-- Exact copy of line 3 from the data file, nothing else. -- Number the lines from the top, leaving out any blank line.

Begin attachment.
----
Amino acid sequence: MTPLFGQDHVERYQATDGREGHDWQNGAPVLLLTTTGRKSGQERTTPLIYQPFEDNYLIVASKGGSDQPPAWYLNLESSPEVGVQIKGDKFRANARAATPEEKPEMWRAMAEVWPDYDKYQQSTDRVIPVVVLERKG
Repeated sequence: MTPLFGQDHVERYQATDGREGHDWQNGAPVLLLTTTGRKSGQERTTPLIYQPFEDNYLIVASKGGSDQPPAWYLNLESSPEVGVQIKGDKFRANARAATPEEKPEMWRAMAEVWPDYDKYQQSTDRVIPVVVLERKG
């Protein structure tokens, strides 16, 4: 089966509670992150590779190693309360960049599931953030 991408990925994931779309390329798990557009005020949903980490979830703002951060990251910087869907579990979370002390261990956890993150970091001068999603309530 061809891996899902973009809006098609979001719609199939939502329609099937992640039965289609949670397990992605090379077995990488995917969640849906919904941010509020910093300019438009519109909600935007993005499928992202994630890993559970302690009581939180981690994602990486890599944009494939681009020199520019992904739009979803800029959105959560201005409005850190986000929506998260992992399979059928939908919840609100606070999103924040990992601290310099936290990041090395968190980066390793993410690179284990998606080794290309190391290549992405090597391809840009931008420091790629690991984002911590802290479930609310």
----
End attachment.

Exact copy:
């Protein structure tokens, strides 16, 4: 089966509670992150590779190693309360960049599931953030 991408990925994931779309390329798990557009005020949903980490979830703002951060990251910087869907579990979370002390261990956890993150970091001068999603309530 061809891996899902973009809006098609979001719609199939939502329609099937992640039965289609949670397990992605090379077995990488995917969640849906919904941010509020910093300019438009519109909600935007993005499928992202994630890993559970302690009581939180981690994602990486890599944009494939681009020199520019992904739009979803800029959105959560201005409005850190986000929506998260992992399979059928939908919840609100606070999103924040990992601290310099936290990041090395968190980066390793993410690179284990998606080794290309190391290549992405090597391809840009931008420091790629690991984002911590802290479930609310």